Saying that this dispute casts Indiana into the “byzantine world of state and federal Medicaid laws, regulations and cases,” Simon wrote that the case boils down to disagreement about what it really means to “cover” a procedure that’s been deemed medically necessary.

“I think this is a close question, but … I have decided that the State is required to fully cover medically necessary dental expenses,” he wrote, granting a motion for preliminary injunction against Indiana.

Simon addressed a question that remains unanswered by the 7th Circuit about whether a private cause of action is allowed under the federal Medicaid law. The state contends one doesn’t exist, but Simon disagreed and relied on a 1993 appellate decision – Miller ex. Rel. Miller v. Whitburn, 10 F.3d 1315, 1319-21 (7th Cir. 1993) – to find a private cause of action does exist. The appellate court hasn’t addressed the issue in the past decade, and this case could set the stage for that issue to be analyzed.

Simon also disagreed that the $1,000 cap is a “utilization control procedure,” something the state contends it is allowed to implement under federal law, although the law doesn’t define what that term means. The judge determined that utilization control procedures should be used to prevent fraud and paying for unnecessary services. Simon rejected Indiana’s argument that the $1,000 cap is a permissible limit on the “amount, duration, or scope” of a service as specified in both federal and state statute.

Even though state legislators could as a result of this ruling decide to stop providing dental care coverage to Medicaid participants, Simon said he’s not in a position to consider those public policy consequences and must follow precedent and the law.

“I fully understand the State’s attempt to limit the costs of its Medicaid program, particularly given the severe economic downturn and the attempt by governments around the country to implement austerity measures,” he wrote. “But a slew of cases hold that no matter how ‘pressing budgetary burdens may be … cost considerations alone do not grant participating states a license to shirk their statutory duties under the Medicaid Act.’”

The state is still reviewing the ruling and has indicated a decision would be made by the end of November on whether an appeal will be filed, according to the federal court docket.

Suess said that the judge’s decision to strike down the cap is a very big deal for Bontrager. For the Goshen woman, the legal issues and federal court holding that could apply to thousands of Indiana Medicaid participants isn’t at the heart of this case.

“She’s been fighting, through the administrative appeal process, for years to try and get the dental services she needs in order to eat properly,” her attorney said. “Throughout this entire ordeal, she’s been unable to chew food normally and, therefore, eat normally. She’s ecstatic about the decision and is very excited to finally get the implants and dentures she needs. … I’m hopeful she can get them before Christmas to enjoy a full, healthy meal with her family during the holidays.”•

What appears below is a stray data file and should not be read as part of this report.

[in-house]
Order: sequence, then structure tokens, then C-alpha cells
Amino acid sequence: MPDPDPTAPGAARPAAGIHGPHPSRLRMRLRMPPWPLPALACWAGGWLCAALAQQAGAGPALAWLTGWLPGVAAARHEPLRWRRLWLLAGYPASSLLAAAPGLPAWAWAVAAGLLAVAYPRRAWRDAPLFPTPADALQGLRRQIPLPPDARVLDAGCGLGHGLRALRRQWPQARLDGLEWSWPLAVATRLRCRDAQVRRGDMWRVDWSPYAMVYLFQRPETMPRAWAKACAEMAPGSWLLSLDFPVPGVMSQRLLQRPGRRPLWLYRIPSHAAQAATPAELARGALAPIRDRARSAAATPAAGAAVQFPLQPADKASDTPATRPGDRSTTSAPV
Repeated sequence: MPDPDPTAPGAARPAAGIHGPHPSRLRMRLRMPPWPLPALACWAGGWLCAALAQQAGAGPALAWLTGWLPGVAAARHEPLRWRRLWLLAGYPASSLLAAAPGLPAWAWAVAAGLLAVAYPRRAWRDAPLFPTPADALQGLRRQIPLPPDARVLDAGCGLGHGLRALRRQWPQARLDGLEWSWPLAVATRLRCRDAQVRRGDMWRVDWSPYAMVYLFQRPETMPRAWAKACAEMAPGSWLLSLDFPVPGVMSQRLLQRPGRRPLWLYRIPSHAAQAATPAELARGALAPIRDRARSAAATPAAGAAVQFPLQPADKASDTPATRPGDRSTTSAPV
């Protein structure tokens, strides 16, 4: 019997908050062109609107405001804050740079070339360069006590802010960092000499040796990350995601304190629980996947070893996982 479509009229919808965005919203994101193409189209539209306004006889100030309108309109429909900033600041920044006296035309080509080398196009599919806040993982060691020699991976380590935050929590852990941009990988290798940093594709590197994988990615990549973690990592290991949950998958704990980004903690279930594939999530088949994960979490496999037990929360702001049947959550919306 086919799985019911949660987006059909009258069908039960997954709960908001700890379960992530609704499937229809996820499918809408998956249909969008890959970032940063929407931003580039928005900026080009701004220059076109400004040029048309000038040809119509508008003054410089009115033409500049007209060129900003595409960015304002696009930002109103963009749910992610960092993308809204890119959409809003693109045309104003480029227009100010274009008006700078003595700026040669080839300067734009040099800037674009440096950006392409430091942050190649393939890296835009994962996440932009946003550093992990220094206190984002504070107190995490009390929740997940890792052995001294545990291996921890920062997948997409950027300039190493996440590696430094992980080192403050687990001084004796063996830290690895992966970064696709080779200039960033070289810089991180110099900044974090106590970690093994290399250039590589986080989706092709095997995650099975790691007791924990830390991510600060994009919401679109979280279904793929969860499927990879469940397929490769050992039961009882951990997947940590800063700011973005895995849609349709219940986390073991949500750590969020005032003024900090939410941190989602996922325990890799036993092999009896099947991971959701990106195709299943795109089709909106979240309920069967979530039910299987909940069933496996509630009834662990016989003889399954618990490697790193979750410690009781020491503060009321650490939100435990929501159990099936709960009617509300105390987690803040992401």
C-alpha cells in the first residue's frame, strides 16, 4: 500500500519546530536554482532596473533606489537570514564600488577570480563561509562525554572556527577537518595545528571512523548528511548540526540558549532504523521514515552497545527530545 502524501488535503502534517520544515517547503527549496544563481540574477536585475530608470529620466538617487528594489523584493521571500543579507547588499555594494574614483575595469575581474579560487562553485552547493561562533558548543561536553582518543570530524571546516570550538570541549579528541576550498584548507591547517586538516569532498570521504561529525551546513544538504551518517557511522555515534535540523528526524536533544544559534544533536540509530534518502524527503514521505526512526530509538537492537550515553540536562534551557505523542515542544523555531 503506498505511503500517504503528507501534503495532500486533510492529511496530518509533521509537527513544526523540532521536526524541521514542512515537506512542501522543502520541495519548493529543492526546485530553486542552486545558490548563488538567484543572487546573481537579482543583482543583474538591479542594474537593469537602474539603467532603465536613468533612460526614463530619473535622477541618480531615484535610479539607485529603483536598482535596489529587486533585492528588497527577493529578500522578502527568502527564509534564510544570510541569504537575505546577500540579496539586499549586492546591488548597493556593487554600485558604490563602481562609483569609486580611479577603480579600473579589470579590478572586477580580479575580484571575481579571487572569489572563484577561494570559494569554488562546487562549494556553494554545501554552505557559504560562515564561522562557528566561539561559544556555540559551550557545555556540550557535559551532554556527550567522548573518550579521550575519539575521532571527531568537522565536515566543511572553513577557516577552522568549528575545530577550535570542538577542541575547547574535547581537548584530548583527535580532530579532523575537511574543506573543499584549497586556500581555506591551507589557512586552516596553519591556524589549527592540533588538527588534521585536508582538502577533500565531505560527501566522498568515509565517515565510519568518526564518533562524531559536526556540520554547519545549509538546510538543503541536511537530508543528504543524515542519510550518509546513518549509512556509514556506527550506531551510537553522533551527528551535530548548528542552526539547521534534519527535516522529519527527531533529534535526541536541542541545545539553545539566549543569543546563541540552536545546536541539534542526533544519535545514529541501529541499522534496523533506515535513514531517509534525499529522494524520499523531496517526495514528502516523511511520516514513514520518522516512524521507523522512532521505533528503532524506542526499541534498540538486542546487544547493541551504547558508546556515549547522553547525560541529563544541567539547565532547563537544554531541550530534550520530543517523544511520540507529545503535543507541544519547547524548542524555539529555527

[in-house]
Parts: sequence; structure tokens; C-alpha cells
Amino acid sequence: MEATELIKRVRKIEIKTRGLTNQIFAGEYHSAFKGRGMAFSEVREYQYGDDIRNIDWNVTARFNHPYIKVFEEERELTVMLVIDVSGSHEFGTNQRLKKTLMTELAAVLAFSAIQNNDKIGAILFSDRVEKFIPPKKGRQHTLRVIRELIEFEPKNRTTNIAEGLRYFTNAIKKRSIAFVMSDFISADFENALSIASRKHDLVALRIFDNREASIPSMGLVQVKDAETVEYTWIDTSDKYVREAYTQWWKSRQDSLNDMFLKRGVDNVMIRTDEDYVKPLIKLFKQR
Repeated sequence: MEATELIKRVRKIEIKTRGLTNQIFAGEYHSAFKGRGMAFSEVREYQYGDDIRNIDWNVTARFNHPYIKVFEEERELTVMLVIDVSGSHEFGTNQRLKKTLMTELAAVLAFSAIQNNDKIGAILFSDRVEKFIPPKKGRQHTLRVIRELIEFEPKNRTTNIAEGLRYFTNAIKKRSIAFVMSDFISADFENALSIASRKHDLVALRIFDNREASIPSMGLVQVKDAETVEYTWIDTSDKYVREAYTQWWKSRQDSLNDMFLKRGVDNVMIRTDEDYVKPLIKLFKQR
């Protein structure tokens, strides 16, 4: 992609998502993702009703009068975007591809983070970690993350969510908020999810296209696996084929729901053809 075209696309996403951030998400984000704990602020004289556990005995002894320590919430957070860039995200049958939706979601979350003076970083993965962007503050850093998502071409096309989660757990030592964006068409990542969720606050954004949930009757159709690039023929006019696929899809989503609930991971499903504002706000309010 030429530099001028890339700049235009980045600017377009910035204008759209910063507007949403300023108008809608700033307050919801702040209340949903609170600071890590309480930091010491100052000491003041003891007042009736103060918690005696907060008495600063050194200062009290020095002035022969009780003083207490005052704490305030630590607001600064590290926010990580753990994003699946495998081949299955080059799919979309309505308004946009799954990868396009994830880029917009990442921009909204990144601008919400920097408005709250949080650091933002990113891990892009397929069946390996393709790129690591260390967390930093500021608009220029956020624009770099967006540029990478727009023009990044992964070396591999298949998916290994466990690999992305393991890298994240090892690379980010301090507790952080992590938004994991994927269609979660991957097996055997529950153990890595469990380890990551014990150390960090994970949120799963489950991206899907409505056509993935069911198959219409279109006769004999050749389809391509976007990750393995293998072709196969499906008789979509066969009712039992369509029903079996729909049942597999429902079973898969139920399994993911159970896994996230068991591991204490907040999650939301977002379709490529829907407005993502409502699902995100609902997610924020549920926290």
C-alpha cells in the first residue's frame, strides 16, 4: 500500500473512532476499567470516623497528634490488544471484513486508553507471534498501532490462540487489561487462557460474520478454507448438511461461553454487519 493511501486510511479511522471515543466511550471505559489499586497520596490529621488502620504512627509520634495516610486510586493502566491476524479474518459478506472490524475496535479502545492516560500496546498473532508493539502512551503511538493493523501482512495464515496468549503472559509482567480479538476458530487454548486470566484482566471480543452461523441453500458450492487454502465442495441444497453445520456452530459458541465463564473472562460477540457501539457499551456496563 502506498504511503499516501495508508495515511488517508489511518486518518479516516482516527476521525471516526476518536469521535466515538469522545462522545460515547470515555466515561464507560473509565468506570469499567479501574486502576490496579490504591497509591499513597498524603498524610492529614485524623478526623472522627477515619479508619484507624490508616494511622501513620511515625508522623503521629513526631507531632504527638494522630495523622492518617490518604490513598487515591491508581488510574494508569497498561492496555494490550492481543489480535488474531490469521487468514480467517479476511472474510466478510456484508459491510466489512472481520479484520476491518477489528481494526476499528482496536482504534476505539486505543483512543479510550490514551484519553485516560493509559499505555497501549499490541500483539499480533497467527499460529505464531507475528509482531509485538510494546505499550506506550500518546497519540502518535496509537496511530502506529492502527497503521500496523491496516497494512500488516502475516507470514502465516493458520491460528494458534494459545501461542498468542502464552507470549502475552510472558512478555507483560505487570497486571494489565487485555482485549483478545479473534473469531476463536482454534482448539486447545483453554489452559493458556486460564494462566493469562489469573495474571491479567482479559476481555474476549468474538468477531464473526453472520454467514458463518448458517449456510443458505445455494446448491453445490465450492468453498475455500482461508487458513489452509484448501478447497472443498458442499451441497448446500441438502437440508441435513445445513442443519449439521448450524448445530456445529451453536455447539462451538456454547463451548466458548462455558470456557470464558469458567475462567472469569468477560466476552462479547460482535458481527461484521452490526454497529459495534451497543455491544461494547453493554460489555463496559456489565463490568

ADVERTISEMENT

Post a comment to this story

COMMENTS POLICY
We reserve the right to remove any post that we feel is obscene, profane, vulgar, racist, sexually explicit, abusive, or hateful.
 
You are legally responsible for what you post and your anonymity is not guaranteed.
 
Posts that insult, defame, threaten, harass or abuse other readers or people mentioned in Indiana Lawyer editorial content are also subject to removal. Please respect the privacy of individuals and refrain from posting personal information.
 
No solicitations, spamming or advertisements are allowed. Readers may post links to other informational websites that are relevant to the topic at hand, but please do not link to objectionable material.
 
We may remove messages that are unrelated to the topic, encourage illegal activity, use all capital letters or are unreadable.
 

Messages that are flagged by readers as objectionable will be reviewed and may or may not be removed. Please do not flag a post simply because you disagree with it.

Sponsored by
ADVERTISEMENT
Subscribe to Indiana Lawyer
  1. I'm going to court the beginning of Oct. 2015 to establish visitation and request my daughters visits while she is in jail. I raised my grandchild for the first two and half years. She was born out of wedlock and the father and his adopted mother wantwd her aborted, they went as far as sueing my daughter for abortion money back 5mo. After my grandchild was born. Now because of depression and drug abuse my daughter lost custody 2 and a half years ago. Everyting went wrong in court when i went for custody my lawyer was thrown out and a replacment could only stay 45 min. The judge would not allow a postponement. So the father won. Now he is aleinating me and my daughter. No matter the amount of time spent getting help for my daughter and her doing better he runs her in the ground to the point of suicide because he wants her to be in a relationship with him. It is a sick game of using my grandchild as a pawn to make my daughter suffer for not wanting to be with him. I became the intervener in the case when my daughter first got into trouble. Because of this they gave me her visitation. Im hoping to get it again there is questions of abuse on his part and I want to make sure my grandchild is doing alright. I really dont understand how the parents have rights to walk in and do whatever they want when the refuse to stand up and raise the child at first . Why should it take two and a half years to decide you want to raise your child.The father used me so he could finish college get a job and stop paying support by getting custody. Support he was paying my daughter that I never saw.